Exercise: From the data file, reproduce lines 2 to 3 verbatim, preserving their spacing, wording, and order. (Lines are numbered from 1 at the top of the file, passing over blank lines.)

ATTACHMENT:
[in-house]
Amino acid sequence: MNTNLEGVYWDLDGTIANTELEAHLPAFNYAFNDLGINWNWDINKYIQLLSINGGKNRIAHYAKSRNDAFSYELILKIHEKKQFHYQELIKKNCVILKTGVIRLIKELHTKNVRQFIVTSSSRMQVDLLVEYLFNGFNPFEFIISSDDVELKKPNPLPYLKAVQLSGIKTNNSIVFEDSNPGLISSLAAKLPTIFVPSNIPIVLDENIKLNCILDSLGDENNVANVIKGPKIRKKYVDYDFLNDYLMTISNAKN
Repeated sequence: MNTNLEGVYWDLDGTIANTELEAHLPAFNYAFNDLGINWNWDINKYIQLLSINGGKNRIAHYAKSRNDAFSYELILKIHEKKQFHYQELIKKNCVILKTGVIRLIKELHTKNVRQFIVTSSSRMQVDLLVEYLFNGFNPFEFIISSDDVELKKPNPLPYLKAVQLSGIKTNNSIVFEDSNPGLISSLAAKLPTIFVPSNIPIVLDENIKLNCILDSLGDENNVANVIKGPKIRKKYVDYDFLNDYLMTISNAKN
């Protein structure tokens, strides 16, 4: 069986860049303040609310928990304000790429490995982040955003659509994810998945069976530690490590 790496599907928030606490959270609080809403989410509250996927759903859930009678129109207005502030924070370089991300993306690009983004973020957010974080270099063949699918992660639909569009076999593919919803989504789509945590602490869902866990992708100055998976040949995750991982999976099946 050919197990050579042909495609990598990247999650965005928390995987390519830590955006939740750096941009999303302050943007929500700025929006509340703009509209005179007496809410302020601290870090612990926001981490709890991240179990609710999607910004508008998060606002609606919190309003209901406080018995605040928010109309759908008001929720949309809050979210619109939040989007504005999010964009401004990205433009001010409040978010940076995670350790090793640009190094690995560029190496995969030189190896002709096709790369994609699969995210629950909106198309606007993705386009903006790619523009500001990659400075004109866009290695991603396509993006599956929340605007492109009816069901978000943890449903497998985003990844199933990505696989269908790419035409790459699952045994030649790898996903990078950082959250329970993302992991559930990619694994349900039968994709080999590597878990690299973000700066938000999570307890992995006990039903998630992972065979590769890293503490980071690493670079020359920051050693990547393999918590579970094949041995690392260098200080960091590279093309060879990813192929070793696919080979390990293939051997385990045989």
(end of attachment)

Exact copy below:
Amino acid sequence: MNTNLEGVYWDLDGTIANTELEAHLPAFNYAFNDLGINWNWDINKYIQLLSINGGKNRIAHYAKSRNDAFSYELILKIHEKKQFHYQELIKKNCVILKTGVIRLIKELHTKNVRQFIVTSSSRMQVDLLVEYLFNGFNPFEFIISSDDVELKKPNPLPYLKAVQLSGIKTNNSIVFEDSNPGLISSLAAKLPTIFVPSNIPIVLDENIKLNCILDSLGDENNVANVIKGPKIRKKYVDYDFLNDYLMTISNAKN
Repeated sequence: MNTNLEGVYWDLDGTIANTELEAHLPAFNYAFNDLGINWNWDINKYIQLLSINGGKNRIAHYAKSRNDAFSYELILKIHEKKQFHYQELIKKNCVILKTGVIRLIKELHTKNVRQFIVTSSSRMQVDLLVEYLFNGFNPFEFIISSDDVELKKPNPLPYLKAVQLSGIKTNNSIVFEDSNPGLISSLAAKLPTIFVPSNIPIVLDENIKLNCILDSLGDENNVANVIKGPKIRKKYVDYDFLNDYLMTISNAKN